revolt against Assad.
This is no small feat after three decades in the political
wilderness. Unlike Arab rulers who tried to co-opt the movement by
granting it limited operation, the Assads excluded it and all other
opposition from the political system.
Bashar´s father Hafez al-Assad´s forces killed, tortured and
imprisoned tens of thousands of people after leftists and Islamists
began challenging his rule in the 1970s.
The Brotherhood took the brunt of the repression, and a 1980 decree
singled out membership as punishable by death.
Mulhem Droubi, educated in Canada and one of a younger generation of
Brotherhood leaders, said the group is not primarily concerned with
"We are a party that presents moderate solutions. We are not
extremists, neither to the left nor to the right and our program is
the most accepted by the Syrian street," he said.
"We are working for the downfall of Bashar al-Assad and not to find a
popular base. We leave competition for the future in a free Syria,"
the softly spoken Droubi told Reuters.
Droubi, however, acknowledged that the road to democracy will be even
more bloody, adding that the Brotherhood began supporting armed
resistance in earnest a month ago.
The issue sharply divided the group in the 1980s, when it took up
arms against the president. Assad´s forces killed nearly 20,000
people when they overran the city of Hama in 1982, where the
Brotherhood´s armed division made it last stand.
Droubi said there is no dispute now about the need for armed
resistance, alongside street protests against Assad.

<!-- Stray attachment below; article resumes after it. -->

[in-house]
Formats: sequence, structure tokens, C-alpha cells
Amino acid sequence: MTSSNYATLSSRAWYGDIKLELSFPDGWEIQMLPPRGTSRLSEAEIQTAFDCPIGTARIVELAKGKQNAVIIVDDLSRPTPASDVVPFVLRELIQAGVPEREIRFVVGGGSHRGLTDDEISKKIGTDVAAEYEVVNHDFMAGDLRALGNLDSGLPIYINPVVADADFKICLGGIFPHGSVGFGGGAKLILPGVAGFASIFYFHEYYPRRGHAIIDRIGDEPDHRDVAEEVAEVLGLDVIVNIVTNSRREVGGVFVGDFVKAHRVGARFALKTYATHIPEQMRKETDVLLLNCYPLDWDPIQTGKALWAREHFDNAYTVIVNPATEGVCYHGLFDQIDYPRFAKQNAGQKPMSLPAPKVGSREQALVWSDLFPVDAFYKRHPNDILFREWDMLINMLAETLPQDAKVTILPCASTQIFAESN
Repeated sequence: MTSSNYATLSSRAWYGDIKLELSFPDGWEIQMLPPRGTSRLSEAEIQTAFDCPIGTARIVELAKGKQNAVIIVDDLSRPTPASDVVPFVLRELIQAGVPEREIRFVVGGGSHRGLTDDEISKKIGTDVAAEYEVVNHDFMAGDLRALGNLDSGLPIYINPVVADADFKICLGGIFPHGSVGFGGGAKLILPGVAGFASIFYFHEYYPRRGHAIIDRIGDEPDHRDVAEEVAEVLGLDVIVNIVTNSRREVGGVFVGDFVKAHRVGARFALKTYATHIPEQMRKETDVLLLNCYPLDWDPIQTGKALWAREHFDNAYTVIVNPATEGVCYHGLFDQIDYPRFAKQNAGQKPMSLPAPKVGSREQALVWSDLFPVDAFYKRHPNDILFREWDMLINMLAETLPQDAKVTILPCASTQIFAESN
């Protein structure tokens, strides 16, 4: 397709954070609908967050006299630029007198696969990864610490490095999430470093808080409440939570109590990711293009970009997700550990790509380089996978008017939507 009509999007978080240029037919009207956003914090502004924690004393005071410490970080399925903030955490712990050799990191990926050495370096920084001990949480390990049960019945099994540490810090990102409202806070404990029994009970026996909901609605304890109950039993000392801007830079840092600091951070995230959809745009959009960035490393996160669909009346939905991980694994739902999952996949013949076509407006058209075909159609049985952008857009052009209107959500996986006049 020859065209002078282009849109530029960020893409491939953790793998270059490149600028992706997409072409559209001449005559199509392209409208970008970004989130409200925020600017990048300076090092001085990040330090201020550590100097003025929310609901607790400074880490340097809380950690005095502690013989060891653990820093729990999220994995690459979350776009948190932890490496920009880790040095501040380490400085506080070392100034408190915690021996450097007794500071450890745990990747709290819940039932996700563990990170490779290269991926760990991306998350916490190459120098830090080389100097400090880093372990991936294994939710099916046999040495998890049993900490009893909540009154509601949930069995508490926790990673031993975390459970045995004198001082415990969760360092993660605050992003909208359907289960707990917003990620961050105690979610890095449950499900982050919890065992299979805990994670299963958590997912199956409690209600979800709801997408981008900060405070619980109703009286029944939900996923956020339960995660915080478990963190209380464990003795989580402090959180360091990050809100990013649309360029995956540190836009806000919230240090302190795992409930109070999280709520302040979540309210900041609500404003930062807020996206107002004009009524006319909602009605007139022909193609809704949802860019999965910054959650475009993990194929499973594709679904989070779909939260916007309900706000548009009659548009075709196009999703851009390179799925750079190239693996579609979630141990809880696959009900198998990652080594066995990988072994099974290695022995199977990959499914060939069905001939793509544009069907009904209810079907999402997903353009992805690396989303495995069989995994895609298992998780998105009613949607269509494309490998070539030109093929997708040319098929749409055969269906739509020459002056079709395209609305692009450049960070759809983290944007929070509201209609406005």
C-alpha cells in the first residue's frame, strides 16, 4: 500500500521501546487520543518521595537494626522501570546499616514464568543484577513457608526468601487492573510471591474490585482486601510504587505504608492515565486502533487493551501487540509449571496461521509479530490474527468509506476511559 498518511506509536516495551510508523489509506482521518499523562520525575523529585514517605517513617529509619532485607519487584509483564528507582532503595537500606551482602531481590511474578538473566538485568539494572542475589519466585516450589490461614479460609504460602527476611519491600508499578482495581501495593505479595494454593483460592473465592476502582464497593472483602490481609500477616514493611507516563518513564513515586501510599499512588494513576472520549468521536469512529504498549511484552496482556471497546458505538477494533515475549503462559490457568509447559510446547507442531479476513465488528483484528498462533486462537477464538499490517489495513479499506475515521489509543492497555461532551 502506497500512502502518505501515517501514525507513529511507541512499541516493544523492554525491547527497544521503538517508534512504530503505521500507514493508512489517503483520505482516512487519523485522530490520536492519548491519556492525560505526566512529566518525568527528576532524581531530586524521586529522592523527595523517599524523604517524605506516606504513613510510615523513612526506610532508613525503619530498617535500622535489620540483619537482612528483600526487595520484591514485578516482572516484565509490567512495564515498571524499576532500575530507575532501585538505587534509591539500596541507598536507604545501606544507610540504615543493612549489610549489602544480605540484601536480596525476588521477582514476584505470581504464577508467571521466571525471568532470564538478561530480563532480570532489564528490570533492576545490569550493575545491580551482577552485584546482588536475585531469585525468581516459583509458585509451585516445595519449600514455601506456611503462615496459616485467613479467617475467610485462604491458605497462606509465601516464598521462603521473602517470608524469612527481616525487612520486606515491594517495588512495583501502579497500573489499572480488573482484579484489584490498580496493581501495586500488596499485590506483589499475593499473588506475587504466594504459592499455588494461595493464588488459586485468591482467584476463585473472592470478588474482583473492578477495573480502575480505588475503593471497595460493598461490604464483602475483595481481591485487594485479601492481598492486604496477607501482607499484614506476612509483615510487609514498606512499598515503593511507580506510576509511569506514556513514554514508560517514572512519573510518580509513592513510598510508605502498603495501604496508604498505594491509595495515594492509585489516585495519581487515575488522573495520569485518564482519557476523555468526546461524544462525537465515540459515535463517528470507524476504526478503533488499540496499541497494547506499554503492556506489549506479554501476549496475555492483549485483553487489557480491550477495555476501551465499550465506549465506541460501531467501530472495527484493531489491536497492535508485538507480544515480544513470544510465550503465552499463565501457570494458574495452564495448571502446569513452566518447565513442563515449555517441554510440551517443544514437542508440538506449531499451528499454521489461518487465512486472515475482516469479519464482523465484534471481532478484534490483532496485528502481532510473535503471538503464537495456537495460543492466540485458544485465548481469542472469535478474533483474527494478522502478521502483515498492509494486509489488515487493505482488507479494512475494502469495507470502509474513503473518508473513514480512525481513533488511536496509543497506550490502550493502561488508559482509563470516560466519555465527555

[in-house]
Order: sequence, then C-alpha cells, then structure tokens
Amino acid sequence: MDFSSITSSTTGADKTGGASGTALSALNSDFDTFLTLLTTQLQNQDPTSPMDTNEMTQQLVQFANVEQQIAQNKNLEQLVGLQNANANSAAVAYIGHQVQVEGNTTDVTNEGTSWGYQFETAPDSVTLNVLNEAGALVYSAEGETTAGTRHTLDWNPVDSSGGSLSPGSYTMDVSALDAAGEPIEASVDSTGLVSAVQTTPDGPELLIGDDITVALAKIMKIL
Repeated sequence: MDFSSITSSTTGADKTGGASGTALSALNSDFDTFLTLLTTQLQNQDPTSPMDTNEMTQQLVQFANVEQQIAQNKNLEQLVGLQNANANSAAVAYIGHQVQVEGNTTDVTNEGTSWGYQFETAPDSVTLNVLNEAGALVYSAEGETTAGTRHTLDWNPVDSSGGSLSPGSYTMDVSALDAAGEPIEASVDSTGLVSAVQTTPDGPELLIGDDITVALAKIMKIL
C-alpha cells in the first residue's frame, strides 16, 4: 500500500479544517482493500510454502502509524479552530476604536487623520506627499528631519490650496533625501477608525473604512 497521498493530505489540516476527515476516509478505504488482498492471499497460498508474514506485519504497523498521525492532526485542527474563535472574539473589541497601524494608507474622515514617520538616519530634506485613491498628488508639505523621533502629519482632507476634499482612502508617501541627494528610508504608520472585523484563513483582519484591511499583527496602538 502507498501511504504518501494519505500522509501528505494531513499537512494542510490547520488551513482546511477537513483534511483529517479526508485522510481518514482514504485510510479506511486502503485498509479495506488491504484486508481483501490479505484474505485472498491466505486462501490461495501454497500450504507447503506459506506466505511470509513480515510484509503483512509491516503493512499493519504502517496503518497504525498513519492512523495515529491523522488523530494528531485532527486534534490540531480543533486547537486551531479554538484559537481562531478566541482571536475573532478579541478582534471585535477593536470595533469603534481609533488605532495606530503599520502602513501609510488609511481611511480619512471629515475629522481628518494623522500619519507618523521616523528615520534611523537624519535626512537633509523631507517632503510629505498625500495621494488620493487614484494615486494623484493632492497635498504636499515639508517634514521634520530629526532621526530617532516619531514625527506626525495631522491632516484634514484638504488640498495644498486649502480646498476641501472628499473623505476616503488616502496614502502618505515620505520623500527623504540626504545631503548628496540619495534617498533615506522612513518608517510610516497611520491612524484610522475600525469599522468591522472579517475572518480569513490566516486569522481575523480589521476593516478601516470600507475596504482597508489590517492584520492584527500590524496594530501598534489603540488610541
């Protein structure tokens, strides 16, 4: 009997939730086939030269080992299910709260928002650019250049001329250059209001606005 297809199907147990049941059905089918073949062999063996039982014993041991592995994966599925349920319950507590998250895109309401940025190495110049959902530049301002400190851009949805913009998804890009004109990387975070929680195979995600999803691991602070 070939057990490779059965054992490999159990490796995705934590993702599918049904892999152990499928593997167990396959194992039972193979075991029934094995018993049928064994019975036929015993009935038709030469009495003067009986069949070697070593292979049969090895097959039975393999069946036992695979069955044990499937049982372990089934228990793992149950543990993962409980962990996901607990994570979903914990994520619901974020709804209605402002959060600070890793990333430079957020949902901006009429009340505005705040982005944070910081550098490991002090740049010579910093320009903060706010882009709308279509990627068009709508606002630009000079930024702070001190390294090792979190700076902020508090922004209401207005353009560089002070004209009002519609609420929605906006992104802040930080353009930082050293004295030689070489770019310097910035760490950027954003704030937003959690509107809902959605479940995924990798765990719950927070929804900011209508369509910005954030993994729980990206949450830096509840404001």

"Too many of our people have been killed. Too many have been raped,"
Droubi said, adding that Brotherhood was committed to a setting up a
multi-party democracy if Assad is toppled.
Droubi pointed to a political program unveiled by the Brotherhood
last month in Istanbul, which committed to multi-party democracy in a
future Syria. It said a new constitution would be reached through
consensus and guarantee fair representation for diverse ethnicities
and religious groups.
"Our proposals are more advanced than the Brotherhood in other
countries," he said.
Bassam Ishaq, a Christian opposition figure who has worked with the
Brotherhood within the SNC, said the manifesto bore the marks of the
"If they get a chance to seize power by themselves they will do it,
but they realize that it will be difficult in country where 30
percent of the population are ethnic or religious minorities," said
"The street has lost faith in leftist politicians. After the
repression in the 1980s, the leftists dispersed. The Brotherhood kept
together and rebuilt while in exile, aided by donations from wealthy
Syrians in and support in the Gulf," he added.
In a demonstration of their financial muscle, Brotherhood operatives
were dispatched last month with suitcases of cash to a dusty camp for
Free Syrian Army defectors in a Turkish region bordering Syria near
Sources in the camp said the Brotherhood was supporting Colonel Riad
al-Asaad, one of the first prominent defectors last year, now at odds
with more senior officers who deserted later.
Colonel Asaad now sports a Brotherhood-style beard. Street activists
who have had little to do with the Brotherhood are also being lured
by promises of instant support for the revolt.
"I approached them and they instantly gave me 2,000 euros when I
asked for help...and I am not even Ikhwan (Brotherhood)," said
veteran activist Othman al-Bidewi, who regularly travels between
Syria and the border region in Turkey to drum up support for street
demonstrations against Assad in Idlib province.
"The Brotherhood wants to restore its political base. It is their
right," he added. (Editing by Dominic Evans and Peter Graff) (©
Thomson Reuters 2012. 05/06/12)